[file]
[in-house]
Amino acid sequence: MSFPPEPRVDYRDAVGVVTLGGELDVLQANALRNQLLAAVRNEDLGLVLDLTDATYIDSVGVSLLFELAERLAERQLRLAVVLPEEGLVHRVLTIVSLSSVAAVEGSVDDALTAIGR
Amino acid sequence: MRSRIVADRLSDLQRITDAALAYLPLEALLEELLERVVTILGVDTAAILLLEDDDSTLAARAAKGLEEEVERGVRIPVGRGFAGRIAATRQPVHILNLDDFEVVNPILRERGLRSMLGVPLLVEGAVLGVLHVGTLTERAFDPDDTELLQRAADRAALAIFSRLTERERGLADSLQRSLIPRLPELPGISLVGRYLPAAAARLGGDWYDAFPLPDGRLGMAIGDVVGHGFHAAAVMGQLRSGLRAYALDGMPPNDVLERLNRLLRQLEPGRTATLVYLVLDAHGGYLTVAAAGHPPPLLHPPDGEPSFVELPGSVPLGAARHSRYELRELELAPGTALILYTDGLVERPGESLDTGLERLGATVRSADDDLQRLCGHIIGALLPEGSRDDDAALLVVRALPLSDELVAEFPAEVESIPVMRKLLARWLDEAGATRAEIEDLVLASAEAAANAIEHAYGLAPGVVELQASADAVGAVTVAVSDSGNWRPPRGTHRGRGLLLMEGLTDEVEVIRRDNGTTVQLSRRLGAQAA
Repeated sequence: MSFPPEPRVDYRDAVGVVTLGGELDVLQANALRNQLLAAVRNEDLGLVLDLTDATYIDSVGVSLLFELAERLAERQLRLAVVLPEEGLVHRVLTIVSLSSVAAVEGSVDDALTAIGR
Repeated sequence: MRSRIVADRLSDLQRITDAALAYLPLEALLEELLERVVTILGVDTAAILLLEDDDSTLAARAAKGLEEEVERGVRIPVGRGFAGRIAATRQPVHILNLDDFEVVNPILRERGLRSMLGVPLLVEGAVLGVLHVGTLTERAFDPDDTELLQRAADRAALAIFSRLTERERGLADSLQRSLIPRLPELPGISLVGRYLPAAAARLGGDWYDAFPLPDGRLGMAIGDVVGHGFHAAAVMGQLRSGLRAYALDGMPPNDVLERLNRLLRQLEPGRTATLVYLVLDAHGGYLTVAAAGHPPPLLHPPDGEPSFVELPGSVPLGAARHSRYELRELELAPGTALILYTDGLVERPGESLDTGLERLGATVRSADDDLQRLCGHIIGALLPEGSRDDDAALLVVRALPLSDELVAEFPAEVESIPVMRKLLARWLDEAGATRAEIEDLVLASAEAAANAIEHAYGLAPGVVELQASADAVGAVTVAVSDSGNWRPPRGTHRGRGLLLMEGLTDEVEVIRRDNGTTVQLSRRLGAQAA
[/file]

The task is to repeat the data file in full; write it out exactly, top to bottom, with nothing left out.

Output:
[in-house]
Amino acid sequence: MSFPPEPRVDYRDAVGVVTLGGELDVLQANALRNQLLAAVRNEDLGLVLDLTDATYIDSVGVSLLFELAERLAERQLRLAVVLPEEGLVHRVLTIVSLSSVAAVEGSVDDALTAIGR
Amino acid sequence: MRSRIVADRLSDLQRITDAALAYLPLEALLEELLERVVTILGVDTAAILLLEDDDSTLAARAAKGLEEEVERGVRIPVGRGFAGRIAATRQPVHILNLDDFEVVNPILRERGLRSMLGVPLLVEGAVLGVLHVGTLTERAFDPDDTELLQRAADRAALAIFSRLTERERGLADSLQRSLIPRLPELPGISLVGRYLPAAAARLGGDWYDAFPLPDGRLGMAIGDVVGHGFHAAAVMGQLRSGLRAYALDGMPPNDVLERLNRLLRQLEPGRTATLVYLVLDAHGGYLTVAAAGHPPPLLHPPDGEPSFVELPGSVPLGAARHSRYELRELELAPGTALILYTDGLVERPGESLDTGLERLGATVRSADDDLQRLCGHIIGALLPEGSRDDDAALLVVRALPLSDELVAEFPAEVESIPVMRKLLARWLDEAGATRAEIEDLVLASAEAAANAIEHAYGLAPGVVELQASADAVGAVTVAVSDSGNWRPPRGTHRGRGLLLMEGLTDEVEVIRRDNGTTVQLSRRLGAQAA
Repeated sequence: MSFPPEPRVDYRDAVGVVTLGGELDVLQANALRNQLLAAVRNEDLGLVLDLTDATYIDSVGVSLLFELAERLAERQLRLAVVLPEEGLVHRVLTIVSLSSVAAVEGSVDDALTAIGR
Repeated sequence: MRSRIVADRLSDLQRITDAALAYLPLEALLEELLERVVTILGVDTAAILLLEDDDSTLAARAAKGLEEEVERGVRIPVGRGFAGRIAATRQPVHILNLDDFEVVNPILRERGLRSMLGVPLLVEGAVLGVLHVGTLTERAFDPDDTELLQRAADRAALAIFSRLTERERGLADSLQRSLIPRLPELPGISLVGRYLPAAAARLGGDWYDAFPLPDGRLGMAIGDVVGHGFHAAAVMGQLRSGLRAYALDGMPPNDVLERLNRLLRQLEPGRTATLVYLVLDAHGGYLTVAAAGHPPPLLHPPDGEPSFVELPGSVPLGAARHSRYELRELELAPGTALILYTDGLVERPGESLDTGLERLGATVRSADDDLQRLCGHIIGALLPEGSRDDDAALLVVRALPLSDELVAEFPAEVESIPVMRKLLARWLDEAGATRAEIEDLVLASAEAAANAIEHAYGLAPGVVELQASADAVGAVTVAVSDSGNWRPPRGTHRGRGLLLMEGLTDEVEVIRRDNGTTVQLSRRLGAQAA